Mom, inventor seeks change in how insurance companies operate - PineCreek Journal

Mom, inventor seeks change in how insurance companies operate

Sunday, October 20, 2019 | 12:01 AM

When Rose Morris couldn’t find a suitable product to keep her special needs son safe while he slept, she invented one.

Now, the president and founder of Abram’s Nation ( has hopes of finding others who can help influence the way insurance companies pay for safety beds for special needs kids.

“(Insurance) now is a giant money-making machine,” Morris said. “And they need to protect themselves, too. They can’t pay out a million dollars for every child, I get it. It’s a business. However, you also need to have a level playing field. My goal is I would love it if this gets posted and shared and I do meet someone who has that political mindset to get in there and talk to the lawmakers and people who do affect change.”

Ten years ago, Morris’ son Abram, who has autism, was prone to wandering and self-injuring behavior at night. All she could find at the time were beds that were designed for medically fragile children but not necessarily right for kids with autism.

So she came up with her own solution: The Safety Sleeper, which is an enclosed canopy bed that’s designed to work with twin, full, twin XL and full XL mattresses in the U.S.

Abram’s Nation products are sold across the U.S. as well as in Europe, Scandinavia, Australia and Canada. Prices range from $2,200 to $4,000.

After years of hearing repeatedly from customers about insurance denying their claims for the beds, however, and even accompanying families to their appeal hearings only to have claims denied again for entirely separate reasons, she launched the petition.

One person who signed is Aimee Robeson of Butler.

Her son has developmental delays and sensory issues resulting from hydrocephalus, and he was diagnosed with epilepsy at 7 months. It wasn’t until their third appeal that their insurance company agreed to pay for a SleepSafe bed.

“The third appeal they never even showed up to our hearing, and that’s how we ended up getting it,” she said. “I don’t know if they got tired of me appealing or what.”

For the first appeal, the family’s pediatrician completed a peer-to-peer review, but the company wouldn’t accept his recommendation that the bed was medically necessary, Robeson said.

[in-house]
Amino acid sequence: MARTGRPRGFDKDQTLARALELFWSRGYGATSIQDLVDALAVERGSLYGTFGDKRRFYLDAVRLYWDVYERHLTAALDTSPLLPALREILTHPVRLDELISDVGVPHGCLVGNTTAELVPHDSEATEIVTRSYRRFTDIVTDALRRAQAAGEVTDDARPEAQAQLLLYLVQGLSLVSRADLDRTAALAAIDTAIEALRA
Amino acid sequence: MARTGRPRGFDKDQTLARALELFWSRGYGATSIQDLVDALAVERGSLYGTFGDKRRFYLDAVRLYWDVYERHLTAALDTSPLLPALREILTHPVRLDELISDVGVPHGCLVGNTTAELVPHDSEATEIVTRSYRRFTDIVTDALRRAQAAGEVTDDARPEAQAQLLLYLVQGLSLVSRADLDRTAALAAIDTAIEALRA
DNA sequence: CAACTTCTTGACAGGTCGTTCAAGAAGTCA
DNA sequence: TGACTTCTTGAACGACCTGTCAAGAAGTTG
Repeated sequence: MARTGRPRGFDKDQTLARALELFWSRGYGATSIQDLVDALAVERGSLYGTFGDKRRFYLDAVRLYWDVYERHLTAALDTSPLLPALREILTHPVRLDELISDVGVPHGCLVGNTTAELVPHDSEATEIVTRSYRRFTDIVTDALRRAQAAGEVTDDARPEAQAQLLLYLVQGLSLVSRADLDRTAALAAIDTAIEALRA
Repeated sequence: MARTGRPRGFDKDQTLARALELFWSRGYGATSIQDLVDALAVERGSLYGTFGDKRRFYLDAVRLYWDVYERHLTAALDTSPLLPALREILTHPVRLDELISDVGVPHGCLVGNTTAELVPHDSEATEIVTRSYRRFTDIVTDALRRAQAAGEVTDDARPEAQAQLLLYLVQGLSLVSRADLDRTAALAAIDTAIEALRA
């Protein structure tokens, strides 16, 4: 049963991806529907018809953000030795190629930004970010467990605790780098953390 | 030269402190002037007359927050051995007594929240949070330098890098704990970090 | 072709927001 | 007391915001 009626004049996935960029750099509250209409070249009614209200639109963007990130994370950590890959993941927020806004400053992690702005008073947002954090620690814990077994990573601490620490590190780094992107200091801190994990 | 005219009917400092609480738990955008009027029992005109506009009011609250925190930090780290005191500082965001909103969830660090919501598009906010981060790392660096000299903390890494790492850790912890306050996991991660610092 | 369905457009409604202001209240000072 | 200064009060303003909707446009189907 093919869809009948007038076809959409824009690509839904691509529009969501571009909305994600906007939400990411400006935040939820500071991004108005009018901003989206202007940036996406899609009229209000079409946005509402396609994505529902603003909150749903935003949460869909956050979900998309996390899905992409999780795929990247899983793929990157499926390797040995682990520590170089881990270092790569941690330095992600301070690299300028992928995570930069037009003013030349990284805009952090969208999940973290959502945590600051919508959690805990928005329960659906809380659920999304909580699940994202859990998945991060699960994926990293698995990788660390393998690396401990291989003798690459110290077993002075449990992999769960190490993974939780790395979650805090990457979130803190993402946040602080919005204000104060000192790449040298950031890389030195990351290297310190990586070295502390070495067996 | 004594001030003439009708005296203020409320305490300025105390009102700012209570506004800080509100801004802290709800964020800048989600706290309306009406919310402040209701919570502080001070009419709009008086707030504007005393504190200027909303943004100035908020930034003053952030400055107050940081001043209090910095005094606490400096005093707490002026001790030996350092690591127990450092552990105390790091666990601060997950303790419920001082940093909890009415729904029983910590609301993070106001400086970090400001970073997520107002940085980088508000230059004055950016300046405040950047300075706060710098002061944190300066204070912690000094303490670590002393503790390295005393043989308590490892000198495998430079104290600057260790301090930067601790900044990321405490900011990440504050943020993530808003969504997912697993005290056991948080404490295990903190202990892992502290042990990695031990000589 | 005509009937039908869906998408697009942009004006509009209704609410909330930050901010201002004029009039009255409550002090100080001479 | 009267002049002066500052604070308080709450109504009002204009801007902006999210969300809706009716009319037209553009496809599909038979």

In the interim, after her son had a craniotomy at the age of 2 and in desperation to keep him from re-opening the wound and further injuring himself in the night, they went to the store and bought an inflatable pool, put a spare twin size mattress inside then stuffed every pillow and blanket they had in the gaps, and that’s how he slept, Robeson said.

“During the appeal process, they said he didn’t need the bed because there were other alternatives, like putting up bed rails,” Robeson said. “I was like, ‘No, you don’t understand, right now he’s in an inflatable pool, and they were saying, ‘You can drape the bed sheets around and do this and that and the pool is suitable.’ They were actually defending us using an inflatable pool as his bed.”

Her biggest hope if the petition gains traction, Robeson said, is that ultimately insurance companies would be required to approve bedding for special needs children on the basis of a doctor’s prescription.

“If the doctor takes the time to do that or do a peer-to-peer review because they know the child best and have talked to the parents and, medically, they know the best fit for them, (insurance companies) should be able to cover this for families,” she said.

Morris launched the petition, using the title, “#InsuranceDeniedMe — Stand Up to Insurance Companies for Children with Special Needs,” at the beginning of October and within two weeks she’d gained more than 1,400 signatures.

“I’m hoping to find the village that can come together on this,” she said. “I need someone from, say, California to say, ‘I agree, I have strong connections, let’s get my friend from New York involved, too.’ It has to be from across the nation. It can’t just be me. I’m just a little guy. But little guys can band together and make a change.”